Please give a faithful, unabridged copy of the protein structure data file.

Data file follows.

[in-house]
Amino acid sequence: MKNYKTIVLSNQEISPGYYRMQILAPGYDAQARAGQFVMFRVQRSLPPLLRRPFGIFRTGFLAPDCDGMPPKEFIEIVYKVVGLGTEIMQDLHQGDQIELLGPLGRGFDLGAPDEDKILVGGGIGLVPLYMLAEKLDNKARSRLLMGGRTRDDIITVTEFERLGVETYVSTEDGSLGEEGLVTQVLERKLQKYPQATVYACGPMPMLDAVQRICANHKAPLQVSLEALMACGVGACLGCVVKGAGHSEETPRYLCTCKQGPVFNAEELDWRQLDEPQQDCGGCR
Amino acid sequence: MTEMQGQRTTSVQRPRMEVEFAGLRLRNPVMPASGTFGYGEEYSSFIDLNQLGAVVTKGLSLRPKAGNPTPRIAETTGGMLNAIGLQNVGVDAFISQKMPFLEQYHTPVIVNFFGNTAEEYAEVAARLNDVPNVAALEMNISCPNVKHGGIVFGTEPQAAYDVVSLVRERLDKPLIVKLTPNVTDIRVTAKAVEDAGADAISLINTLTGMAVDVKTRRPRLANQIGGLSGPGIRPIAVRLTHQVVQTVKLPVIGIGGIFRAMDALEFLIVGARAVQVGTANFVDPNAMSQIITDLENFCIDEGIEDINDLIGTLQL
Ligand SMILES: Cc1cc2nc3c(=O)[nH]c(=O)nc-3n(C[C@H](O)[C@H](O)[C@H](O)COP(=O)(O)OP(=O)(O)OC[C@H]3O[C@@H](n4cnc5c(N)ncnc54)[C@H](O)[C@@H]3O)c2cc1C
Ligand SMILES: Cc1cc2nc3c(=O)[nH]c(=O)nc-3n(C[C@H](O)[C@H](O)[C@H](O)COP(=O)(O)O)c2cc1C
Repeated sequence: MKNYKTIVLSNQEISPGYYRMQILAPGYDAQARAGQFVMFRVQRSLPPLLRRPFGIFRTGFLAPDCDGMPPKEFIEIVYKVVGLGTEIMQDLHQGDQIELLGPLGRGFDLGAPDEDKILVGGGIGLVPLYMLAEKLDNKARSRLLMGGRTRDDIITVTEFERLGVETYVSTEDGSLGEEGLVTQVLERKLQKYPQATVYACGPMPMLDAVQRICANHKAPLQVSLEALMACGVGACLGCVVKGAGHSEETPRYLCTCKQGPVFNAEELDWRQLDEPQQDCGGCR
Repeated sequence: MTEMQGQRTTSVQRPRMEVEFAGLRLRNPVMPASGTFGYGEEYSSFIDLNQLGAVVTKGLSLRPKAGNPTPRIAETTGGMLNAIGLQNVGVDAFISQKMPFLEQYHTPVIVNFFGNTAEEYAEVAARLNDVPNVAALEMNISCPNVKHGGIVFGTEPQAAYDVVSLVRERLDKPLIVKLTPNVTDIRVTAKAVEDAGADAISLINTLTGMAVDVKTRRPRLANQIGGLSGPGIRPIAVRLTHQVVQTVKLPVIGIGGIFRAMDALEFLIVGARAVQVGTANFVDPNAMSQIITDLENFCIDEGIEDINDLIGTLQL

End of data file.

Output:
[in-house]
Amino acid sequence: MKNYKTIVLSNQEISPGYYRMQILAPGYDAQARAGQFVMFRVQRSLPPLLRRPFGIFRTGFLAPDCDGMPPKEFIEIVYKVVGLGTEIMQDLHQGDQIELLGPLGRGFDLGAPDEDKILVGGGIGLVPLYMLAEKLDNKARSRLLMGGRTRDDIITVTEFERLGVETYVSTEDGSLGEEGLVTQVLERKLQKYPQATVYACGPMPMLDAVQRICANHKAPLQVSLEALMACGVGACLGCVVKGAGHSEETPRYLCTCKQGPVFNAEELDWRQLDEPQQDCGGCR
Amino acid sequence: MTEMQGQRTTSVQRPRMEVEFAGLRLRNPVMPASGTFGYGEEYSSFIDLNQLGAVVTKGLSLRPKAGNPTPRIAETTGGMLNAIGLQNVGVDAFISQKMPFLEQYHTPVIVNFFGNTAEEYAEVAARLNDVPNVAALEMNISCPNVKHGGIVFGTEPQAAYDVVSLVRERLDKPLIVKLTPNVTDIRVTAKAVEDAGADAISLINTLTGMAVDVKTRRPRLANQIGGLSGPGIRPIAVRLTHQVVQTVKLPVIGIGGIFRAMDALEFLIVGARAVQVGTANFVDPNAMSQIITDLENFCIDEGIEDINDLIGTLQL
Ligand SMILES: Cc1cc2nc3c(=O)[nH]c(=O)nc-3n(C[C@H](O)[C@H](O)[C@H](O)COP(=O)(O)OP(=O)(O)OC[C@H]3O[C@@H](n4cnc5c(N)ncnc54)[C@H](O)[C@@H]3O)c2cc1C
Ligand SMILES: Cc1cc2nc3c(=O)[nH]c(=O)nc-3n(C[C@H](O)[C@H](O)[C@H](O)COP(=O)(O)O)c2cc1C
Repeated sequence: MKNYKTIVLSNQEISPGYYRMQILAPGYDAQARAGQFVMFRVQRSLPPLLRRPFGIFRTGFLAPDCDGMPPKEFIEIVYKVVGLGTEIMQDLHQGDQIELLGPLGRGFDLGAPDEDKILVGGGIGLVPLYMLAEKLDNKARSRLLMGGRTRDDIITVTEFERLGVETYVSTEDGSLGEEGLVTQVLERKLQKYPQATVYACGPMPMLDAVQRICANHKAPLQVSLEALMACGVGACLGCVVKGAGHSEETPRYLCTCKQGPVFNAEELDWRQLDEPQQDCGGCR
Repeated sequence: MTEMQGQRTTSVQRPRMEVEFAGLRLRNPVMPASGTFGYGEEYSSFIDLNQLGAVVTKGLSLRPKAGNPTPRIAETTGGMLNAIGLQNVGVDAFISQKMPFLEQYHTPVIVNFFGNTAEEYAEVAARLNDVPNVAALEMNISCPNVKHGGIVFGTEPQAAYDVVSLVRERLDKPLIVKLTPNVTDIRVTAKAVEDAGADAISLINTLTGMAVDVKTRRPRLANQIGGLSGPGIRPIAVRLTHQVVQTVKLPVIGIGGIFRAMDALEFLIVGARAVQVGTANFVDPNAMSQIITDLENFCIDEGIEDINDLIGTLQL